A Nimble IRP Responds
Su Examines Genetic Susceptibility to Severe Covid-19 Infection
When the global pandemic caused by a novel coronavirus made its debut in late 2019, NIAID’s Dr. Helen Su was studying inborn errors of immunity in patients with viral infections, mostly rhinoviruses, which cause colds, and influenza. Why, she wondered, was there such variability of outcomes in people infected with the same virus?
In a remarkable example of the NIH Intramural Research Program’s nimbleness, she and her colleagues quickly pivoted to studies of SARS-CoV-2 when it became apparent that Covid-19, the disease caused by the virus, was spreading fast and becoming, in at least a small portion of patients, life-threatening.
By now, most people know the risk factors for Covid infection: advanced age, obesity, pre-existing cardiovascular and pulmonary issues, “and, I’m sorry to say,” continued Su, “being male.”
To that list can be added two informative outliers, she said: Those with a monogenic predisposition to get very sick, and their opposite—those whose genetic makeup seems to confer protection.
Su, who is chief of the human immunological diseases section in the Laboratory of Clinical Immunology and Microbiology, has joined forces with 15 principal investigators from 4 NIH institutes and centers to better understand Covid-19 pathogenesis, especially in those patients suffering acute respiratory syndrome.
As part of the Covid Human Genetic Effort, co-led by Dr. Jean-Laurent Casanova at the Rockefeller University, HHMI and INSERM, and NIAID’s Covid-19 Consortium, they are also working closely with investigators at the Uniformed Services University of the Health Sciences, New York, Paris and clinical teams in Italy to generate mountains of data on innate responses to infection.
“We had the freedom to sequence whoever we wanted to, regardless of age,” said Su. “We sequenced all comers.”
Mostly clinical immunologists, the team is looking for genetic variants responsible for acute disease. They have identified several loci of interest, in pathways involving type 1 and type 3 interferon, which are involved in susceptibility to respiratory viruses.
“It has been a thrill and an honor to watch our PIs apply their diverse talents to this pandemic,” noted NIAID scientific director Dr. Steve Holland, who introduced Su’s recent lecture—the 20th episode in a series begun last spring by the NIH Covid-19 scientific interest group. “It’s been incredible to watch the fury and the enthusiasm with which this has been attacked.”
Death is not a frequent or common outcome of covid infection, but neither is it extremely rare, said Su.
Sifting the human immune system for vulnerabilities to Covid-19 is no easy task.
“The immune system is extremely complex and dynamic,” said Su. “When it is unleashed, it is a powerful force.”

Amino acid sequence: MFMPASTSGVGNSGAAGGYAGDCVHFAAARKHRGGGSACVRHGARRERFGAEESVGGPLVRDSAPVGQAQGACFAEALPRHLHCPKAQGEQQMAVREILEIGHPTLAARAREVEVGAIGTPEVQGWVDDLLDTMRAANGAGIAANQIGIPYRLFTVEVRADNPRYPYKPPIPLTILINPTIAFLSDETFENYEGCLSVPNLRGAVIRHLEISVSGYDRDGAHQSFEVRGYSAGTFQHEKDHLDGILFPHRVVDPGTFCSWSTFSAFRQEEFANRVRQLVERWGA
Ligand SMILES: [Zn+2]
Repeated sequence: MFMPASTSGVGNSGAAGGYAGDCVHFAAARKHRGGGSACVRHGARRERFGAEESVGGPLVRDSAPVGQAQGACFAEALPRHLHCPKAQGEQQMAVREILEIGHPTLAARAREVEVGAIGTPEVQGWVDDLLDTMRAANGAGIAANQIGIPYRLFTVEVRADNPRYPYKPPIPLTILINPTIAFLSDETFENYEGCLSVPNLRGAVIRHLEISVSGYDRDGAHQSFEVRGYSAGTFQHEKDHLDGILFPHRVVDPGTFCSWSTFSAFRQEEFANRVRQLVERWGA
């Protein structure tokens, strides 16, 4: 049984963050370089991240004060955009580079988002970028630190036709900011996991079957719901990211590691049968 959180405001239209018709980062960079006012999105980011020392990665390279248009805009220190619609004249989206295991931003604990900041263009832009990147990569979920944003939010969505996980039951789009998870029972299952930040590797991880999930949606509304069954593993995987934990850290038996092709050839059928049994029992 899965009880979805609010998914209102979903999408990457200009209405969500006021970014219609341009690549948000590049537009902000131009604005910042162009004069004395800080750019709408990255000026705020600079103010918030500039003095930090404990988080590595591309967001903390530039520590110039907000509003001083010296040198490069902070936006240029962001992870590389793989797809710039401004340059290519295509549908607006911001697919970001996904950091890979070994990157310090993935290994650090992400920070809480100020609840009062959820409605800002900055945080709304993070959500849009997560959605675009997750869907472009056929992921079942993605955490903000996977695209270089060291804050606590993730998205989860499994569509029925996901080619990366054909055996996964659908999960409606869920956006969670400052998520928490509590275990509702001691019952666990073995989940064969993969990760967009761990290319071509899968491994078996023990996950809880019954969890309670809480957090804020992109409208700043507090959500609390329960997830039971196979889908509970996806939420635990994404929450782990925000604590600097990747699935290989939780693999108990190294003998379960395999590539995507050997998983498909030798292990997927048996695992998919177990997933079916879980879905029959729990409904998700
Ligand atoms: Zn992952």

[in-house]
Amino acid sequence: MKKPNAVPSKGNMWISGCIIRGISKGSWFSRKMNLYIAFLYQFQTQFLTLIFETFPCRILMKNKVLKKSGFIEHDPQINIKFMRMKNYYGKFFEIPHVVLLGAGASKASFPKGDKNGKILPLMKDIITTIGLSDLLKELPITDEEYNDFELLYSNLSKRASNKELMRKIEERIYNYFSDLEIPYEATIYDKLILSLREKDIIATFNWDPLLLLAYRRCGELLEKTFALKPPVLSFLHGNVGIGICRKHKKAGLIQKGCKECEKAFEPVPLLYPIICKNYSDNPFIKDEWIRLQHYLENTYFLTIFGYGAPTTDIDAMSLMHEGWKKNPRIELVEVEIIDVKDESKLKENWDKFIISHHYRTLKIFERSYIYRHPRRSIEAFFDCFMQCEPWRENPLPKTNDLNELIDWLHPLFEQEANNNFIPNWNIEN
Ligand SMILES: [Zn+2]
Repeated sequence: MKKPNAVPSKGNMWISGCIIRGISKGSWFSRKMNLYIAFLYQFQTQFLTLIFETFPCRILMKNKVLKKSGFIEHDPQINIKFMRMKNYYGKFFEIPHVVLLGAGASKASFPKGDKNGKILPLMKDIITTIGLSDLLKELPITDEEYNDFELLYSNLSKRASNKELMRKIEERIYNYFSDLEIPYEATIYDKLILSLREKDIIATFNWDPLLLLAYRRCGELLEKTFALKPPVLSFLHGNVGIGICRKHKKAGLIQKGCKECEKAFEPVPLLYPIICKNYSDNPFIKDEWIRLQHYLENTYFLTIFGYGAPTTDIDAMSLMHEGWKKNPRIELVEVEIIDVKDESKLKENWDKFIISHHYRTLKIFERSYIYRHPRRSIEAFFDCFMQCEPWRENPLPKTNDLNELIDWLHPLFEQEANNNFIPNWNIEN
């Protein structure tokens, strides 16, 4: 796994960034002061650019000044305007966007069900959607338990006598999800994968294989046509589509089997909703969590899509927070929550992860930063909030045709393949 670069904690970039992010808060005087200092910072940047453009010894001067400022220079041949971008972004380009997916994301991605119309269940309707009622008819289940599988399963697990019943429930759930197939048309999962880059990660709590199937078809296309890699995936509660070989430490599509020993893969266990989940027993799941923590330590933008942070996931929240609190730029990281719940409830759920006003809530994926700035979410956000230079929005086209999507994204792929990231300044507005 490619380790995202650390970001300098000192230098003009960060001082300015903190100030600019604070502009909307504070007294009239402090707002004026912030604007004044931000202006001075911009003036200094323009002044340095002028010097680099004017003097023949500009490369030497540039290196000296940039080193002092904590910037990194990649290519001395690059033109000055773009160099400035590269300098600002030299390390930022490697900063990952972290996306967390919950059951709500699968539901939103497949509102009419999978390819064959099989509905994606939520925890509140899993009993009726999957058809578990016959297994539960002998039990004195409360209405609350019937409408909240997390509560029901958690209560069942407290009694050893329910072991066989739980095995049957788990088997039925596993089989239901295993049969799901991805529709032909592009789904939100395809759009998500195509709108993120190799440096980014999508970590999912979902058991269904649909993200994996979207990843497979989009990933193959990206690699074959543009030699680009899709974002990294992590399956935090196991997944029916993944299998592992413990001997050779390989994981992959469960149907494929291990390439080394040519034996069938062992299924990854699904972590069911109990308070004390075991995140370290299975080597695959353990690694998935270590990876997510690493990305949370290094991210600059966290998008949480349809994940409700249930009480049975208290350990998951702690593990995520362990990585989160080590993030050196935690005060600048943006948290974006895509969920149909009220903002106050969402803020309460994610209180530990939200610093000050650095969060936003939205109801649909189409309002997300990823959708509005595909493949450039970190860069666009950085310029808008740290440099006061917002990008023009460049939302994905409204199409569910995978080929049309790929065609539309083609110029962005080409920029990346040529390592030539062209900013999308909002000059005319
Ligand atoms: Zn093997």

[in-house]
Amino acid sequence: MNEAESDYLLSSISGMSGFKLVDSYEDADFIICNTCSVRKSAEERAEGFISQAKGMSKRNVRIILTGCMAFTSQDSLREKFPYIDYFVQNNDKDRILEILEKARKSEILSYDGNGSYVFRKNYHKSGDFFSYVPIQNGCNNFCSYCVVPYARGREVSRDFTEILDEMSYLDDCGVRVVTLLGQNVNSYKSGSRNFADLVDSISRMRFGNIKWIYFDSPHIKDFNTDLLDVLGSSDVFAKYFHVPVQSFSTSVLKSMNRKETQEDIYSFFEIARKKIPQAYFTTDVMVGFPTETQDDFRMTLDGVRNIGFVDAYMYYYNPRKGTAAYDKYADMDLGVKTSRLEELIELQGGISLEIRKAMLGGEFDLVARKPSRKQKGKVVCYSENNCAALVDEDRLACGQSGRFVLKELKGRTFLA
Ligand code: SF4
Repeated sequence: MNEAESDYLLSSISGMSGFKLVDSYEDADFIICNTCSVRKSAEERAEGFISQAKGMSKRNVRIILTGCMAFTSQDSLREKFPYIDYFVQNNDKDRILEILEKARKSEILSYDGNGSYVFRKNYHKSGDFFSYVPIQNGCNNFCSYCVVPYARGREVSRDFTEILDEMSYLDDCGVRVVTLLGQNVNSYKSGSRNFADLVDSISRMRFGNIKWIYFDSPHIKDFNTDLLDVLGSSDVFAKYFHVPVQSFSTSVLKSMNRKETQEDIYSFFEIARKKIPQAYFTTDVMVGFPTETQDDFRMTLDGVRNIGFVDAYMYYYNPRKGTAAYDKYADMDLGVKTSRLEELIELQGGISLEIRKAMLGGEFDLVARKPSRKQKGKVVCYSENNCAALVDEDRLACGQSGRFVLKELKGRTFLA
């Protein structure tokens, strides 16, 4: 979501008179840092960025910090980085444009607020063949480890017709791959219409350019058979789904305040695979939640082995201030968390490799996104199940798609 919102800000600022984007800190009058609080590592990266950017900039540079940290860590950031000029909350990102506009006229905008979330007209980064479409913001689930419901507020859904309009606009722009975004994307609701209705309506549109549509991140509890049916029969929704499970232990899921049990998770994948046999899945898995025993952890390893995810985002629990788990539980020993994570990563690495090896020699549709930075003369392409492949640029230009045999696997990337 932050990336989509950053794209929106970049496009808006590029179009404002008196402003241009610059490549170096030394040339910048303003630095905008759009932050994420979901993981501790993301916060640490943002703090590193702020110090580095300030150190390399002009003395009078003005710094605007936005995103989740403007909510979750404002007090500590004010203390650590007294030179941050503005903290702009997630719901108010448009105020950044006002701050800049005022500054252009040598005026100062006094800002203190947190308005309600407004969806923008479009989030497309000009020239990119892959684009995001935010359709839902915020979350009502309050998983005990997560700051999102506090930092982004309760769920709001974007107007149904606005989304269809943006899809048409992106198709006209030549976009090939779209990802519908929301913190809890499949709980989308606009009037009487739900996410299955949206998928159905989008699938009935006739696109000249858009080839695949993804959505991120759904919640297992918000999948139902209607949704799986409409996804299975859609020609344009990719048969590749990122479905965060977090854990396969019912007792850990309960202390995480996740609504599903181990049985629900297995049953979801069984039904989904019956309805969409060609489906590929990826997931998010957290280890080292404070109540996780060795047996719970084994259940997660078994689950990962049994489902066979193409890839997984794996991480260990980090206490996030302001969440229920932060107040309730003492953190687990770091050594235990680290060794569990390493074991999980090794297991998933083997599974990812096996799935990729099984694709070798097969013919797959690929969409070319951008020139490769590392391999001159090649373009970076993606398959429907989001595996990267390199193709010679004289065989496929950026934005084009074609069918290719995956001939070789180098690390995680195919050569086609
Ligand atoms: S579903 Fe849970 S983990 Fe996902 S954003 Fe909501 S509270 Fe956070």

At least 1,800 genes are involved in immune function, she said. And there are more than 420 distinct diseases where scientists know the underlying genetic lesion.
Inborn errors of immunity—Su’s specialty—are estimated to affect about 1 in 4,000 live births. They can be grouped into categories, depending on which arms of the immune system are affected.
“It’s not just white blood cells,” Su explained, but also “intrinsic immunity, involving many kinds of cells not typically thought of as immune-related.”
The investigators found that impaired type 1 interferon production is associated with worse Covid-19 disease. Patients with this defect were more likely to require ventilator support.
The team focused on 13 genes that are important to type 1 interferon response, gathering both whole genome and whole exome data. They found that more than 3 percent of seriously ill patients had deleterious mutations in a number of these genes, resulting in loss of function.
Narrowing their focus to just 3 genes—IRF7, IFNAR 1 and IFN-alpha2—the investigators examined more than 1,000 patients critically ill with Covid-19, using as a comparison group more than 600 patients who were either asymptomatic or had mild cases, in addition to 1,200 healthy controls.
In about 10 percent of those seriously ill, autoantibodies to type 1 interferons were found—their own immune systems were neutralizing their ability to respond to SARS-CoV-2.
“These are really potent neutralizing autoantibodies to certain cytokines,” said Su. “They exert a lot of biological function. And they are over-represented among men and older patients.”
She admitted, “There is a lot we still don’t know about autoantibodies, but they do predispose people to infection.” She estimates that about 10 percent of critically ill Covid-19 patients have neutralizing autoantibodies.
“Knowing the defects allows us to better treat these patients,” she explained.
It is not yet clear whether administering interferons directly would be helpful, or if neutralizing autoantibodies can be removed by plasmapheresis, she said.
“Loss of interferon function early in infection is not good,” Su concluded. “But there is still a lot to be understood…Too much and too little interferon are both bad things.”
In a brief Q&A session, Su was asked if there are genetic or antibody tests that could signal a person at higher risk of severe Covid disease.
“Technically, it would not be very hard to do,” she said, “but the interpretation is a little more difficult. What do you actually tell a person about risk? We need more research for concrete answers. Even if a person has a genetic defect, there is variable penetrance. It’s not clear what kind of information would be actionable.”
The full lecture is available at https://videocast.nih.gov/watch=38875.